John McDonnell has just made his first U-turn as Shadow Chancellor, announcing that Labour will vote against the fiscal charter on Wednesday – having previously told the Guardian that it would support it. Labour’s support for the charter was previously to show that it wants ‘to balance the books, we do want to live within our means and we will tackle the deficit’, but in a letter today to MPs, McDonnell says:
‘I believe that we need to underline our position as an anti-austerity party by voting against the charter on Wednesday.’
Labour will publish its own statement on budget responsibility before the debate. The new politics does look rather like the old politics right now, with straight talking still apparently including rapid changes of heart. That Labour will oppose the charter isn’t a great surprise. It was more surprising that McDonnell was ever prepared to say his party would support it: but his intervention in the Guardian came at a time when he and Corbyn were trying to neutralise every attack line about them, from their foreign policy allegiances to their views on public spending, ahead of the Labour conference.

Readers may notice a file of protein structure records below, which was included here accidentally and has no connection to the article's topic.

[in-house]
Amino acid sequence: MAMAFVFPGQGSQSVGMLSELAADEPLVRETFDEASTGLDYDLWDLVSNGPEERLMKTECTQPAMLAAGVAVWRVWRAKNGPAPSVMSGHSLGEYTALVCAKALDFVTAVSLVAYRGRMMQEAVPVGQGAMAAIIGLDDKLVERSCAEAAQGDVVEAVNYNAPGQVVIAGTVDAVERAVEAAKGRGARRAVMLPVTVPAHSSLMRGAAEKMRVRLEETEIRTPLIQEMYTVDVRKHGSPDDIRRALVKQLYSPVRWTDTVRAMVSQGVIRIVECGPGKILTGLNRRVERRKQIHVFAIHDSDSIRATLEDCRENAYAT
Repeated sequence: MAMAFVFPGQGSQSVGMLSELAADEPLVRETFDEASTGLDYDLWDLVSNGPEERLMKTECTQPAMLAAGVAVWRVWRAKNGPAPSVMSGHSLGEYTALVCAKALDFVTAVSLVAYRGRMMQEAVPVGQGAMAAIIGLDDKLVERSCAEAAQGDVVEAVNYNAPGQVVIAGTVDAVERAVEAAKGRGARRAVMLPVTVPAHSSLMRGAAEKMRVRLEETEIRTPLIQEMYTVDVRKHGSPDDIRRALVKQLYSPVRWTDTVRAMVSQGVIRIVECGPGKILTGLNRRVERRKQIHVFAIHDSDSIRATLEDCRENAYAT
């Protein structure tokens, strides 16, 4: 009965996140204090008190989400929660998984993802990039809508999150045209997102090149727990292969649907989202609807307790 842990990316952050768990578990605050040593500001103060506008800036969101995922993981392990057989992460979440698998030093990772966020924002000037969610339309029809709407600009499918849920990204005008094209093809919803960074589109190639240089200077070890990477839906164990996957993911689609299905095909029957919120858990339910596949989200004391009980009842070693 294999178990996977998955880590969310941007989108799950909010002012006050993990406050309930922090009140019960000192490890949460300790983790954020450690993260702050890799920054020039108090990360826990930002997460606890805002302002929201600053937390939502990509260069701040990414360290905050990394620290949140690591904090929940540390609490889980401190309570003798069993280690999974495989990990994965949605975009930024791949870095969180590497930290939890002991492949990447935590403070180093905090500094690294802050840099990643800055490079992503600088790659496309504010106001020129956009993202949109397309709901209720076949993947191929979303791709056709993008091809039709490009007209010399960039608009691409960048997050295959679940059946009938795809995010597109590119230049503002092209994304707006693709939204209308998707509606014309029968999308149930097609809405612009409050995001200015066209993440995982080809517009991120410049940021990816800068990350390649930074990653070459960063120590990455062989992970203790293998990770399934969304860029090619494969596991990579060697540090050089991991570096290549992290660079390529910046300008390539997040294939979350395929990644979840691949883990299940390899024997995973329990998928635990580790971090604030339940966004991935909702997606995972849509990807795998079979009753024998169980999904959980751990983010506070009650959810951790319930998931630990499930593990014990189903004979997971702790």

Many in Labour believe the party is currently in a critical window for defining itself economically for the 2020 election – though some believe that window shut during the leadership contest and will not open until after the nest General Election. At best, the party appears confused, but at worst, it appears anti-austerity, which those who’ve done the hard work of looking into why their party lost in May have argued is one of the things that turned voters off. Of course, John McDonnell and Jeremy Corbyn think that being anti-austerity is exactly what Labour does need to appear in order to win again, which begs the question of why they bothered to say anything else at all.
MPs will discuss this at PLP tonight: it will be interesting to see if any of those worried about that window for defining the party think it is worth speaking up about their concerns.